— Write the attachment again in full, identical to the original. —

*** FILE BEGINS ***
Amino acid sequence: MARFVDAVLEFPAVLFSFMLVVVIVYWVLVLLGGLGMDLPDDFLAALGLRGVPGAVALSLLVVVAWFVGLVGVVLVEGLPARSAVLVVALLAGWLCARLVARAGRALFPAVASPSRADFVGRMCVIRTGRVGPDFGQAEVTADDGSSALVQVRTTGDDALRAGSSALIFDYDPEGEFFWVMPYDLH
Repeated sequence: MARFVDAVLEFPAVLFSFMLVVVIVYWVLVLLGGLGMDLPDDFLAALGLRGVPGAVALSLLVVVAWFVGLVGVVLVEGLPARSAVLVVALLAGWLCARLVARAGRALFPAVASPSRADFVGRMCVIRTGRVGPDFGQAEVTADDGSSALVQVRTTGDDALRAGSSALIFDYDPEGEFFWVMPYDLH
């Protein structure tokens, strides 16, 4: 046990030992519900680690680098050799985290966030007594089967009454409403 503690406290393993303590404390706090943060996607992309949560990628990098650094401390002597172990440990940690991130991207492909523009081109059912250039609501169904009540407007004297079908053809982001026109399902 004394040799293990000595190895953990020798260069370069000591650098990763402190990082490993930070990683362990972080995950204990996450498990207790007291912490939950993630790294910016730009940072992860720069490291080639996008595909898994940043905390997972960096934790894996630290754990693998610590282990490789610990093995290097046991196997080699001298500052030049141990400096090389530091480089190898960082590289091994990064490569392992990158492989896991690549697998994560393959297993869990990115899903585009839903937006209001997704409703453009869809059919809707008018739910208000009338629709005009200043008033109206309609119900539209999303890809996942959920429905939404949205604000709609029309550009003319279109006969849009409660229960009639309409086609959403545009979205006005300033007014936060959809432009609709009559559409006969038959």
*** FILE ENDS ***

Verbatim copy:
Amino acid sequence: MARFVDAVLEFPAVLFSFMLVVVIVYWVLVLLGGLGMDLPDDFLAALGLRGVPGAVALSLLVVVAWFVGLVGVVLVEGLPARSAVLVVALLAGWLCARLVARAGRALFPAVASPSRADFVGRMCVIRTGRVGPDFGQAEVTADDGSSALVQVRTTGDDALRAGSSALIFDYDPEGEFFWVMPYDLH
Repeated sequence: MARFVDAVLEFPAVLFSFMLVVVIVYWVLVLLGGLGMDLPDDFLAALGLRGVPGAVALSLLVVVAWFVGLVGVVLVEGLPARSAVLVVALLAGWLCARLVARAGRALFPAVASPSRADFVGRMCVIRTGRVGPDFGQAEVTADDGSSALVQVRTTGDDALRAGSSALIFDYDPEGEFFWVMPYDLH
């Protein structure tokens, strides 16, 4: 046990030992519900680690680098050799985290966030007594089967009454409403 503690406290393993303590404390706090943060996607992309949560990628990098650094401390002597172990440990940690991130991207492909523009081109059912250039609501169904009540407007004297079908053809982001026109399902 004394040799293990000595190895953990020798260069370069000591650098990763402190990082490993930070990683362990972080995950204990996450498990207790007291912490939950993630790294910016730009940072992860720069490291080639996008595909898994940043905390997972960096934790894996630290754990693998610590282990490789610990093995290097046991196997080699001298500052030049141990400096090389530091480089190898960082590289091994990064490569392992990158492989896991690549697998994560393959297993869990990115899903585009839903937006209001997704409703453009869809059919809707008018739910208000009338629709005009200043008033109206309609119900539209999303890809996942959920429905939404949205604000709609029309550009003319279109006969849009409660229960009639309409086609959403545009979205006005300033007014936060959809432009609709009559559409006969038959």